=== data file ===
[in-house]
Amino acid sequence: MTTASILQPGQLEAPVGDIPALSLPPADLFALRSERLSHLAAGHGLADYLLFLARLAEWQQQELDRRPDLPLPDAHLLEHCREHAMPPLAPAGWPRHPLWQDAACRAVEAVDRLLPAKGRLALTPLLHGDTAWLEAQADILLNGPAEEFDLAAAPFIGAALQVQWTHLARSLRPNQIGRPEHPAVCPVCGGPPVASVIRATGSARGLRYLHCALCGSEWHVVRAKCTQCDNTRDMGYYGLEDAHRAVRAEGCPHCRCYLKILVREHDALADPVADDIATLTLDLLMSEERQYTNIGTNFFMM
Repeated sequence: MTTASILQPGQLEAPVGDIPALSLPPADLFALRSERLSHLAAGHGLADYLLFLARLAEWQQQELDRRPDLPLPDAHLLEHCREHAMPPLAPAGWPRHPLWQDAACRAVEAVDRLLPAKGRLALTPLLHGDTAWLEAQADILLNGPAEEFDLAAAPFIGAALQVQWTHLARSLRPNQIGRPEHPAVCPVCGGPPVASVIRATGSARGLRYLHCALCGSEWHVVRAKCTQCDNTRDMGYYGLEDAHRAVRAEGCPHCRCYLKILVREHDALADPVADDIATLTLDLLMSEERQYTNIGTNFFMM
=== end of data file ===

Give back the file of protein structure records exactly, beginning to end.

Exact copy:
[in-house]
Amino acid sequence: MTTASILQPGQLEAPVGDIPALSLPPADLFALRSERLSHLAAGHGLADYLLFLARLAEWQQQELDRRPDLPLPDAHLLEHCREHAMPPLAPAGWPRHPLWQDAACRAVEAVDRLLPAKGRLALTPLLHGDTAWLEAQADILLNGPAEEFDLAAAPFIGAALQVQWTHLARSLRPNQIGRPEHPAVCPVCGGPPVASVIRATGSARGLRYLHCALCGSEWHVVRAKCTQCDNTRDMGYYGLEDAHRAVRAEGCPHCRCYLKILVREHDALADPVADDIATLTLDLLMSEERQYTNIGTNFFMM
Repeated sequence: MTTASILQPGQLEAPVGDIPALSLPPADLFALRSERLSHLAAGHGLADYLLFLARLAEWQQQELDRRPDLPLPDAHLLEHCREHAMPPLAPAGWPRHPLWQDAACRAVEAVDRLLPAKGRLALTPLLHGDTAWLEAQADILLNGPAEEFDLAAAPFIGAALQVQWTHLARSLRPNQIGRPEHPAVCPVCGGPPVASVIRATGSARGLRYLHCALCGSEWHVVRAKCTQCDNTRDMGYYGLEDAHRAVRAEGCPHCRCYLKILVREHDALADPVADDIATLTLDLLMSEERQYTNIGTNFFMM